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Fly, Fly, Birdie
3月16日,几只黑天鹅正在颐和园湖面栖息。_090923.jpg 一只小白鹭(Egretta garzetta)在沙河水库浅滩_090928.jpg BRRC rehabilitators are doing _090927.jpg 4月11日,大量观鸟爱好者正在沙河水库拍摄野生水鸟。_090924.jpg 4月11日,沙河水库上赤麻鸭等水鸟正在低空飞翔。_090925.jpg
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  • Black swans enjoy a swim at the Summer Palace in Beijing on March 16
  • A little egret (egretta garzetta) lands in the shallows of the Shahe Reservoir in Beijing on April 18
  • Staff workers at the Beijing Raptor Rescue Center conduct the physical examination of a long-eared owl on March 21
  • Bird watchers take photos of wild waterbirds at the Shahe Reservoir on April 11
  • Waterfowl, including the ruddy shelduck (tadorna ferruginea), fly low over the Shahe Reservoir
  • 3月16日,几只黑天鹅正在颐和园湖面栖息。_090923.jpg
  • 一只小白鹭(Egretta garzetta)在沙河水库浅滩_090928.jpg
  • BRRC rehabilitators are doing _090927.jpg
  • 4月11日,大量观鸟爱好者正在沙河水库拍摄野生水鸟。_090924.jpg
  • 4月11日,沙河水库上赤麻鸭等水鸟正在低空飞翔。_090925.jpg

The Shahe Reservoir in north Beijing is heaven for bird lovers. Each year, bird watching enthusiasts flock to the area to observe and record the lives of its avian inhabitants using binoculars and cameras equipped with telephoto lenses.

Today, Beijing is home to an increasing number of wetlands and lakes that provide habitats for wild birds. City parks such as the Summer Palace, where black swans are part of the beautiful scenery, have become breeding sites for wild bird populations. The budding richness of Beijing's habitats offers its human residents the chance to learn more about wild birds without leaving the city.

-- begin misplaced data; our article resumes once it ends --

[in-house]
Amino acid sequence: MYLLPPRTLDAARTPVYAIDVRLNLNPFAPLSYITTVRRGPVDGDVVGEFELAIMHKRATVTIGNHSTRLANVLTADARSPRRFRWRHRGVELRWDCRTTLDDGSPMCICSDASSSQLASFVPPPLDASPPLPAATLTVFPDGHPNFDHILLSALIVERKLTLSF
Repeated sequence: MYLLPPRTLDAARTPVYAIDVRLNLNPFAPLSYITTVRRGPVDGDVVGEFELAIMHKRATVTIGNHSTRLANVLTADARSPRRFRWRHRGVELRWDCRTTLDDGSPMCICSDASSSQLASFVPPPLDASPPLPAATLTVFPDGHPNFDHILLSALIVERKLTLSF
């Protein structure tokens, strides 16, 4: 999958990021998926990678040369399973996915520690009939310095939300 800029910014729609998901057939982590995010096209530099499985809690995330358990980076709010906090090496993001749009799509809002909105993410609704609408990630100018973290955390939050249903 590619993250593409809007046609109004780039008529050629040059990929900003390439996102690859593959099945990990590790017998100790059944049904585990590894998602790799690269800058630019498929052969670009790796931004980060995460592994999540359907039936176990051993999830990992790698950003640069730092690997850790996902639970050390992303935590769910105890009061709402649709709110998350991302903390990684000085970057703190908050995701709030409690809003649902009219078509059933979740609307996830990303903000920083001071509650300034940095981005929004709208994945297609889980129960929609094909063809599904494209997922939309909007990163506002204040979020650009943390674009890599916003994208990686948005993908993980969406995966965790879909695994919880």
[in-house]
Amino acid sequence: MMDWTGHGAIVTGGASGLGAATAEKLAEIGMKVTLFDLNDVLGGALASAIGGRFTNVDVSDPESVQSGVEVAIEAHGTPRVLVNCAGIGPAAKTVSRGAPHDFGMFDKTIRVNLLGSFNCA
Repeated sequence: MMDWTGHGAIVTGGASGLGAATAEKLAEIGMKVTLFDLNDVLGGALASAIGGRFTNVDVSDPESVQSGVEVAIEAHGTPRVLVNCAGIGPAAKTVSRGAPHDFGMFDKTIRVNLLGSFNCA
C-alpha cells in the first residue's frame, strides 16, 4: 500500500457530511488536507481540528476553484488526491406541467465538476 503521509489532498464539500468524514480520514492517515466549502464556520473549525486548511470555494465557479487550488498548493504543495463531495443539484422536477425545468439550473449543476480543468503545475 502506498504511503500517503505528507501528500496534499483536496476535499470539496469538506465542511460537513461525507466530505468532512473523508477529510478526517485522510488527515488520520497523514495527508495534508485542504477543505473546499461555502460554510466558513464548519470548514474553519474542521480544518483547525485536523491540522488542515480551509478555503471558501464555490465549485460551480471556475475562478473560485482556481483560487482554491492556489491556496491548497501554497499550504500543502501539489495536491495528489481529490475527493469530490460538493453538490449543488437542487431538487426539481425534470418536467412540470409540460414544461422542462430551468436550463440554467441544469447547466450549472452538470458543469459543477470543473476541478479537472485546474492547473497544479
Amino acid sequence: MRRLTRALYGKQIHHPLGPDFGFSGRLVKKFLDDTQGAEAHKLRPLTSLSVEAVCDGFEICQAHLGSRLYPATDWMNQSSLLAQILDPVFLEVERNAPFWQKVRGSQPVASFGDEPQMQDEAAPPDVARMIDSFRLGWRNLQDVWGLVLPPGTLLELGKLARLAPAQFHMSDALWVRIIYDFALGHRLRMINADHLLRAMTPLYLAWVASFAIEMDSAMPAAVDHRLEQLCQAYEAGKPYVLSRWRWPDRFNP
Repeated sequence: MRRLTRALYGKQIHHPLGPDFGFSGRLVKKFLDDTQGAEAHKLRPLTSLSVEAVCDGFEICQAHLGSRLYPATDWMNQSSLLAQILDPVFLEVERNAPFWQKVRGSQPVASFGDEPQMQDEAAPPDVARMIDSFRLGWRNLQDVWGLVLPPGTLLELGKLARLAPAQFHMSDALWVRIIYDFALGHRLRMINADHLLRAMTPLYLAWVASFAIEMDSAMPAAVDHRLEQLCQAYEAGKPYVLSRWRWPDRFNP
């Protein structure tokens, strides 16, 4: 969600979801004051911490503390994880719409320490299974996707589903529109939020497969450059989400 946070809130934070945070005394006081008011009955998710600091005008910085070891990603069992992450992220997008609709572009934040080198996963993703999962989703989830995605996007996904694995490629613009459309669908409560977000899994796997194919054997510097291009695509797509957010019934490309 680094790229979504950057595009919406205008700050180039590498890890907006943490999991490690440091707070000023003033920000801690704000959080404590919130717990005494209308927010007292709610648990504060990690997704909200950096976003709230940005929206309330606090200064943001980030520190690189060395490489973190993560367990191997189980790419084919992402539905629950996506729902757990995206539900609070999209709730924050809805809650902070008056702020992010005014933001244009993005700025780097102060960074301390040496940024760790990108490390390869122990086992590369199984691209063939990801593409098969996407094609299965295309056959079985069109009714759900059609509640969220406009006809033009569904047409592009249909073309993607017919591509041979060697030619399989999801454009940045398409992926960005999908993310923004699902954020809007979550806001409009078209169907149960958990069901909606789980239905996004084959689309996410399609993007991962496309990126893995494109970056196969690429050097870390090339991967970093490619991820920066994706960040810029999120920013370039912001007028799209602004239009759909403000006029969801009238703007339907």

April 13 was the first day of this year's Beijing Bird-Loving Week, part of China's Bird-Loving Week. Established in 1981, the national event focuses on knowledge popularization and bird conservation.

According to the Beijing Gardening and Greening Bureau, thanks to Beijing's efforts to protect its biological diversity and the continuous improvement of the local environment, especially its wetlands, there are now over 500 species of wild birds living in the city. The number of wild bird species that call Beijing home has increased by nearly 80 over the past decade, making it one of the most biodiverse metropolises in the world. BR

(Text and photos by Wei Yao)

Comments to weiyao@bjreview.com

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